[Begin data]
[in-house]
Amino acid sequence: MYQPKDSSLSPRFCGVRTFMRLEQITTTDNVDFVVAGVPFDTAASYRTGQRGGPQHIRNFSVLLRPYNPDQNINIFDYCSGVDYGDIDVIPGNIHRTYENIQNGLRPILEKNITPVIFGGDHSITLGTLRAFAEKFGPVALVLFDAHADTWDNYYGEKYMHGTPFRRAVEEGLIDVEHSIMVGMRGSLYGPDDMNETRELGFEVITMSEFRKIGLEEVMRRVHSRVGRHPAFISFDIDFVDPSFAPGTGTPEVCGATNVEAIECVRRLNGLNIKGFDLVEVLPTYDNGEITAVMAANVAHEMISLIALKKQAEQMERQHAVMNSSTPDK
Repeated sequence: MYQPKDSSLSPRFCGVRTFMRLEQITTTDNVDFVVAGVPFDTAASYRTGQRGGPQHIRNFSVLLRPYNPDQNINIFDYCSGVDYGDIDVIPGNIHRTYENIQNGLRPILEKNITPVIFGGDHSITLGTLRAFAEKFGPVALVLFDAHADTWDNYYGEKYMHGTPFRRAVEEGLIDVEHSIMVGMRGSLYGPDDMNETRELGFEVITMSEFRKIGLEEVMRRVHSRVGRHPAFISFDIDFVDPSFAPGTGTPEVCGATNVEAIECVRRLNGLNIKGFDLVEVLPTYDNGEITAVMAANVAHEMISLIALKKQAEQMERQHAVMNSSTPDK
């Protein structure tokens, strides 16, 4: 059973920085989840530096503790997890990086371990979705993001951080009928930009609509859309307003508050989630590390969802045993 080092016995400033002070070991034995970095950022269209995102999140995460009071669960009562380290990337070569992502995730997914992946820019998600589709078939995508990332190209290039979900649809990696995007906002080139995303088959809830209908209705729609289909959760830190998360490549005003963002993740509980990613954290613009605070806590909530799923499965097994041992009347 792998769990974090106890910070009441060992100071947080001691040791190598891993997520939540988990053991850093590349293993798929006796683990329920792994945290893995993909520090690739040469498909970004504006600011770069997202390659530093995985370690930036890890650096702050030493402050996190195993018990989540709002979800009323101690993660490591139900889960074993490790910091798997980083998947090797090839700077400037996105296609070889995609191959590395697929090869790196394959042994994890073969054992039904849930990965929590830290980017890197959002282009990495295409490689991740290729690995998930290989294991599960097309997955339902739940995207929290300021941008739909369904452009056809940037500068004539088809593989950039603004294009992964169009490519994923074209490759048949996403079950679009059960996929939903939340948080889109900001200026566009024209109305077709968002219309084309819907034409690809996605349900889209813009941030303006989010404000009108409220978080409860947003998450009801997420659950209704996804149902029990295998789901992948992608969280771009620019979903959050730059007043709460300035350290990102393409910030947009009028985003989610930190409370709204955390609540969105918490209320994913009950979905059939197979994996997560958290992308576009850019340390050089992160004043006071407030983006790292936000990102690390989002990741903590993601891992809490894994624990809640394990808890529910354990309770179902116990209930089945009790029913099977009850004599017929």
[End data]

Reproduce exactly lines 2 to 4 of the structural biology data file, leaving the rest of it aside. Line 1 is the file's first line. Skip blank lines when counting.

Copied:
Amino acid sequence: MYQPKDSSLSPRFCGVRTFMRLEQITTTDNVDFVVAGVPFDTAASYRTGQRGGPQHIRNFSVLLRPYNPDQNINIFDYCSGVDYGDIDVIPGNIHRTYENIQNGLRPILEKNITPVIFGGDHSITLGTLRAFAEKFGPVALVLFDAHADTWDNYYGEKYMHGTPFRRAVEEGLIDVEHSIMVGMRGSLYGPDDMNETRELGFEVITMSEFRKIGLEEVMRRVHSRVGRHPAFISFDIDFVDPSFAPGTGTPEVCGATNVEAIECVRRLNGLNIKGFDLVEVLPTYDNGEITAVMAANVAHEMISLIALKKQAEQMERQHAVMNSSTPDK
Repeated sequence: MYQPKDSSLSPRFCGVRTFMRLEQITTTDNVDFVVAGVPFDTAASYRTGQRGGPQHIRNFSVLLRPYNPDQNINIFDYCSGVDYGDIDVIPGNIHRTYENIQNGLRPILEKNITPVIFGGDHSITLGTLRAFAEKFGPVALVLFDAHADTWDNYYGEKYMHGTPFRRAVEEGLIDVEHSIMVGMRGSLYGPDDMNETRELGFEVITMSEFRKIGLEEVMRRVHSRVGRHPAFISFDIDFVDPSFAPGTGTPEVCGATNVEAIECVRRLNGLNIKGFDLVEVLPTYDNGEITAVMAANVAHEMISLIALKKQAEQMERQHAVMNSSTPDK
């Protein structure tokens, strides 16, 4: 059973920085989840530096503790997890990086371990979705993001951080009928930009609509859309307003508050989630590390969802045993 080092016995400033002070070991034995970095950022269209995102999140995460009071669960009562380290990337070569992502995730997914992946820019998600589709078939995508990332190209290039979900649809990696995007906002080139995303088959809830209908209705729609289909959760830190998360490549005003963002993740509980990613954290613009605070806590909530799923499965097994041992009347 792998769990974090106890910070009441060992100071947080001691040791190598891993997520939540988990053991850093590349293993798929006796683990329920792994945290893995993909520090690739040469498909970004504006600011770069997202390659530093995985370690930036890890650096702050030493402050996190195993018990989540709002979800009323101690993660490591139900889960074993490790910091798997980083998947090797090839700077400037996105296609070889995609191959590395697929090869790196394959042994994890073969054992039904849930990965929590830290980017890197959002282009990495295409490689991740290729690995998930290989294991599960097309997955339902739940995207929290300021941008739909369904452009056809940037500068004539088809593989950039603004294009992964169009490519994923074209490759048949996403079950679009059960996929939903939340948080889109900001200026566009024209109305077709968002219309084309819907034409690809996605349900889209813009941030303006989010404000009108409220978080409860947003998450009801997420659950209704996804149902029990295998789901992948992608969280771009620019979903959050730059007043709460300035350290990102393409910030947009009028985003989610930190409370709204955390609540969105918490209320994913009950979905059939197979994996997560958290992308576009850019340390050089992160004043006071407030983006790292936000990102690390989002990741903590993601891992809490894994624990809640394990808890529910354990309770179902116990209930089945009790029913099977009850004599017929």